As part of VEGA’s participation in Adopt A Class, a program connecting businesses and civic groups with students in economically challenged schools, the VEGA team volunteers one hour per month as mentors at Silverton Elementary School in Cincinnati, OH. Students at Silverton Elementary stopped by our Oakley office in May for a tour of our buildings, demonstrations of a few of VEGA’s technologies, and an exploration of the steps in the manufacturing process.

To demonstrate how objects can use sound waves to amplify sounds or detect other objects, we had the students participate in the two activities below.

AirZooka Demonstration

Bats use sound waves in a process called echolocation to find food and avoid objects in their flight path. Ultrasonic sensors are similar in that they use sound waves to detect the level of a liquid or solid that someone wants to measure. With both the animal and the sensor, the sound waves are sent out and then received back after reflecting off an object in their path, producing an echo. In the AirZooka demo, sound waves are sent out by the AirZooka accompanied with a burst of air, which can be used to knock over a stack of cups from a distance. In the same way that the waves are sent out by the ultrasonic sensor and the bat, they are sent out by the AirZooka. In this case, there is no echo received back but spectators can visualize the sound waves knocking the cups over.

Horn Antenna Demonstration

A horn antenna on the end of our non-contact radar sensors can help amplify and direct its microwave beam. To demonstrate just how much a horn antenna can amplify and direct, two different size horn antennas were placed up to the ear with someone whispering at varied distances to gauge the way the sound waves were amplified by the horn antenna and hear the difference between a large horn antenna and a smaller one.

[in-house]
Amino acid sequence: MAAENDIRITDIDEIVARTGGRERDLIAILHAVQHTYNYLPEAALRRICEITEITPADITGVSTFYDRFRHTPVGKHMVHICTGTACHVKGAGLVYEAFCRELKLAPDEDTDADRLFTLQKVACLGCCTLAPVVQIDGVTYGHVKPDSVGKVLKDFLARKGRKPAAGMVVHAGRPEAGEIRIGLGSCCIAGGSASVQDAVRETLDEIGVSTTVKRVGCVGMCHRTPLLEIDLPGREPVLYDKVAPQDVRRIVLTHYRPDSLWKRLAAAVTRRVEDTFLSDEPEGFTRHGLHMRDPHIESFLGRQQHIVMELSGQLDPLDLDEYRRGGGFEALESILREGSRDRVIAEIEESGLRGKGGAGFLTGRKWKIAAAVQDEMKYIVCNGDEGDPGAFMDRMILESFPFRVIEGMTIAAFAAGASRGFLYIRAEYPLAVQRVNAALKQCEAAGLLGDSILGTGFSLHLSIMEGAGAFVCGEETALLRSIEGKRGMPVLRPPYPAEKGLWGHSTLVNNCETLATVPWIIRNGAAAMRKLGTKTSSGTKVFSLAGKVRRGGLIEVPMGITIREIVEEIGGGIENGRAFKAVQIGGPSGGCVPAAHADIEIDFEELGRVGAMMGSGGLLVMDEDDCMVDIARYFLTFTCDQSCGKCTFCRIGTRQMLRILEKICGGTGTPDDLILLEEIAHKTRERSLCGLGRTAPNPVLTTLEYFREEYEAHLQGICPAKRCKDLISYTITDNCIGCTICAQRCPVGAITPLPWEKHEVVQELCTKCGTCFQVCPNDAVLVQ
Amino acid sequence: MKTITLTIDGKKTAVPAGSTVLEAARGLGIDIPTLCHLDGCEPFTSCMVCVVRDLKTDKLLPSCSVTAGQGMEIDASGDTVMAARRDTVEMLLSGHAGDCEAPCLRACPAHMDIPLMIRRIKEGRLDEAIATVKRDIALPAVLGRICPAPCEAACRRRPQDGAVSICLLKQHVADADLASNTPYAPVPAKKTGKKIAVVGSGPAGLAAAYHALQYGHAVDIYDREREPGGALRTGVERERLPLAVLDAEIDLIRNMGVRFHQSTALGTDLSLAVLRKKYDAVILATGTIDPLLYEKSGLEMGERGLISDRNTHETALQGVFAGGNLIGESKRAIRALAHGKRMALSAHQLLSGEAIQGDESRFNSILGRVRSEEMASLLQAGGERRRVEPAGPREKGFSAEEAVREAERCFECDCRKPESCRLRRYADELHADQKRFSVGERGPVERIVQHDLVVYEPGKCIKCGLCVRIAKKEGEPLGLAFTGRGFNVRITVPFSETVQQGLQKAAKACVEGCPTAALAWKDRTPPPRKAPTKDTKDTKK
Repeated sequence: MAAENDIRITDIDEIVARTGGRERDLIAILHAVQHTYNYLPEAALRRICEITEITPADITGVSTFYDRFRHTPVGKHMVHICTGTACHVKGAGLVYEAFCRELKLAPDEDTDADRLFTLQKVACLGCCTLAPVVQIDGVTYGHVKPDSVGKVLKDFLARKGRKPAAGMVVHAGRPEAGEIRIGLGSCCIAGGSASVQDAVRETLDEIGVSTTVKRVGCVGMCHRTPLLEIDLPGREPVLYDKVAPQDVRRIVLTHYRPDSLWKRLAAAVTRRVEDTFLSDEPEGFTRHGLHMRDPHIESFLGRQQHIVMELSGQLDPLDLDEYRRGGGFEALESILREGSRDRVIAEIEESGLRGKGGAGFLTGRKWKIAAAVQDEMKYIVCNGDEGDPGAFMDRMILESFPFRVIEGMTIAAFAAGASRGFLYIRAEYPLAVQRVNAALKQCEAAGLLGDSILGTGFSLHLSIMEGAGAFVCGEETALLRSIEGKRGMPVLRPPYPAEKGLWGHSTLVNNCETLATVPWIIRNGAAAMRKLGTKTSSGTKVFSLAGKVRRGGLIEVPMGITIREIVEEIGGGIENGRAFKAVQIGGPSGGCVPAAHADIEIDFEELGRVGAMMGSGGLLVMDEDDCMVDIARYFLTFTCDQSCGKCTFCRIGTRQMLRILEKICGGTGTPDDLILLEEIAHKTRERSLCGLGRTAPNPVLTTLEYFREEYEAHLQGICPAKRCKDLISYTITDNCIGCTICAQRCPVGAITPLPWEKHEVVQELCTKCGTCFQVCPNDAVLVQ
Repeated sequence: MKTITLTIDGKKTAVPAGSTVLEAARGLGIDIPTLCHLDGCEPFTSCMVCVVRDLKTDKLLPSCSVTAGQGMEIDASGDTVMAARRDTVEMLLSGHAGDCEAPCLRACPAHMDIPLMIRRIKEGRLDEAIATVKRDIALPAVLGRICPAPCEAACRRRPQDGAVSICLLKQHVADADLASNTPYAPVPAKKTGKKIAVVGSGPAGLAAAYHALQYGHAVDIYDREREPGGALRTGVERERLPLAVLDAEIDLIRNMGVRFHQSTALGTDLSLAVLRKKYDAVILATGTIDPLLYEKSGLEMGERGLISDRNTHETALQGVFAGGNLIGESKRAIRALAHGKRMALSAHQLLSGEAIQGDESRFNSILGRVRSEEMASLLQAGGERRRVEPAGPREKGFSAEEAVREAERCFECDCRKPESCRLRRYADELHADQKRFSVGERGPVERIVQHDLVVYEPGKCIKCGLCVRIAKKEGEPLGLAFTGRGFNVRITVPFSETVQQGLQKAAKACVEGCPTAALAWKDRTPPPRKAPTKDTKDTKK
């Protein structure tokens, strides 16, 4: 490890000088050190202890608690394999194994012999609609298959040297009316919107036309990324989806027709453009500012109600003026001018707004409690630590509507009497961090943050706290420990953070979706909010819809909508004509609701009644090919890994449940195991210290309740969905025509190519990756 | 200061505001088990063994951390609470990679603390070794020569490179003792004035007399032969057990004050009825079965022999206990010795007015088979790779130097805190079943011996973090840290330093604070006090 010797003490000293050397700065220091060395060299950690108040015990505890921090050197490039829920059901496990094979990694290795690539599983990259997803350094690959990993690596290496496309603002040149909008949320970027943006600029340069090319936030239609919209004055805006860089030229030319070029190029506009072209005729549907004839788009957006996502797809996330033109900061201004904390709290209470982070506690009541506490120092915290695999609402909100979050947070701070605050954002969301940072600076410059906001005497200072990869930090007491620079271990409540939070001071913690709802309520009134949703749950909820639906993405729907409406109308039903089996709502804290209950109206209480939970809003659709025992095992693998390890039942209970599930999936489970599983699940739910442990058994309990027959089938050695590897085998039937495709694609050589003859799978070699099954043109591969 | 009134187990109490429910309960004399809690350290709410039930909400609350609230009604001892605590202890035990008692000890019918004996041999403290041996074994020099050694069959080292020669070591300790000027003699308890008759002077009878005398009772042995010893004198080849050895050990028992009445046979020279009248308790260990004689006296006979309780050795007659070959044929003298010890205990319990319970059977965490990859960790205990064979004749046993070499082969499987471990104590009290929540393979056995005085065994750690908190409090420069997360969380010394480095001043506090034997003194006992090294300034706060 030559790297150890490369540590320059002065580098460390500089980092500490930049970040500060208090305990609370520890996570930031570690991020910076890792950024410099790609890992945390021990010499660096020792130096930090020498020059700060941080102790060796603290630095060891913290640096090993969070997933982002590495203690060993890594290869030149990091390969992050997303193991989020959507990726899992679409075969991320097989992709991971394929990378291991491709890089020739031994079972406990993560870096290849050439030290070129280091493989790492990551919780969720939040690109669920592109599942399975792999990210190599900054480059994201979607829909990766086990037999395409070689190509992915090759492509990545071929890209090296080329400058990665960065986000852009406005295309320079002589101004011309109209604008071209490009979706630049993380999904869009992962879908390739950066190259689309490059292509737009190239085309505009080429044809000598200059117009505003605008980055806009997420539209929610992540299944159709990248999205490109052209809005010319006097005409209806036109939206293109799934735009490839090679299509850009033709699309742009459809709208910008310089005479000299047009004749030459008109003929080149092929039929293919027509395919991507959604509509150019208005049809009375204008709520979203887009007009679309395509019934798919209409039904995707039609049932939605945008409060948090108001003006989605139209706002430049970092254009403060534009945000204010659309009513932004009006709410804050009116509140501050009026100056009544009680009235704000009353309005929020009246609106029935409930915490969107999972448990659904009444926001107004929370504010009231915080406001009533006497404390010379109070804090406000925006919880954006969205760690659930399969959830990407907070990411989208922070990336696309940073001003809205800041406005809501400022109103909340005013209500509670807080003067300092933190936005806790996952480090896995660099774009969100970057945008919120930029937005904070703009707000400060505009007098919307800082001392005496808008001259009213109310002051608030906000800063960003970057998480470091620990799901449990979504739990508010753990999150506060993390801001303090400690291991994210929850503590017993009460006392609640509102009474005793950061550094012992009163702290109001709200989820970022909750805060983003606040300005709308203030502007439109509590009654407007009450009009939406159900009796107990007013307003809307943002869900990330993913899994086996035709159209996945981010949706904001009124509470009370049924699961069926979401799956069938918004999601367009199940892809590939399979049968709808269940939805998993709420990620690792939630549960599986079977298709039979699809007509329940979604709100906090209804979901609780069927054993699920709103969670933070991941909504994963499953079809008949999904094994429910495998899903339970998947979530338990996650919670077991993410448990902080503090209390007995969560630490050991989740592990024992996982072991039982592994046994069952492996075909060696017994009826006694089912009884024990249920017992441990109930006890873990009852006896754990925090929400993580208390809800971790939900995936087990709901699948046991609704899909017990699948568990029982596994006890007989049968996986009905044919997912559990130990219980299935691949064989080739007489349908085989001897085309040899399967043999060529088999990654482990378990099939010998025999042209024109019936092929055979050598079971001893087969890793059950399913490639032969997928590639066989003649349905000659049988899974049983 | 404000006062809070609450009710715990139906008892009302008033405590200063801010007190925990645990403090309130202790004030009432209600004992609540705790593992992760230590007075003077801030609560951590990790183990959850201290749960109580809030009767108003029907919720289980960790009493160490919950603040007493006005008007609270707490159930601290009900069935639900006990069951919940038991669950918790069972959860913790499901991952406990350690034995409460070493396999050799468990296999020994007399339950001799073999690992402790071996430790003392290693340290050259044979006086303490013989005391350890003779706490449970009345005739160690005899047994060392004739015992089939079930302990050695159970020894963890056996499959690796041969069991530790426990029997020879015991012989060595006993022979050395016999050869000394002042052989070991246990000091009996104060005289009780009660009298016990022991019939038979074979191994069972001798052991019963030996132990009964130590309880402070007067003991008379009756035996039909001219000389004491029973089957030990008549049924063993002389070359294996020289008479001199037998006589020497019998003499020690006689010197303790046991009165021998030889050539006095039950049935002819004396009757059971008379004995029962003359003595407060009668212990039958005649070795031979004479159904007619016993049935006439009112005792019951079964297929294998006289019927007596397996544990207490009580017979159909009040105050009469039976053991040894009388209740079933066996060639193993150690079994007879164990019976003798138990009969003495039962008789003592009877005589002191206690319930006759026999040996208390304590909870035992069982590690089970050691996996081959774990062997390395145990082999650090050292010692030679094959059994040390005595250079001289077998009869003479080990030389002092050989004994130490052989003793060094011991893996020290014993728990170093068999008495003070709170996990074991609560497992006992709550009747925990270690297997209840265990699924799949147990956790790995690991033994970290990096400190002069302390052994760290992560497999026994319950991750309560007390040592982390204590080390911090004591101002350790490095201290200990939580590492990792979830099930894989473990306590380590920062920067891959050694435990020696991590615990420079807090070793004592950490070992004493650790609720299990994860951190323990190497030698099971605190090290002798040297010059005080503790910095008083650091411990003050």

Manufacturing Tour

During the tour of our manufacturing facility, the students learned about the steps involved in manufacturing a product, and discovered the importance of working cooperatively.

Step 1. Find your parts – While touring around our Manufacturing facility, each student locates 4 separate objects they need to build and ship a radar sensor.

Step 2. Build a sensor – Now that all parts have been picked, it’s time to build the sensor. All of your parts should fit together easily, but if they don’t, you will need to work with the other members of your team to replace your part(s) for ones that do fit together.

Step 3. Pack for shipping – With a fully built radar sensor, it’s time to ship it to the customer! Pack your sensor in the box that you picked up in your initial parts picking and tour.


VEGA Americas is proud to give back to our community and local youth through our participation in Adopt A Class. We place great importance on staying true to our values, including community engagement, so that we may best live up to our branding as a Home of Values.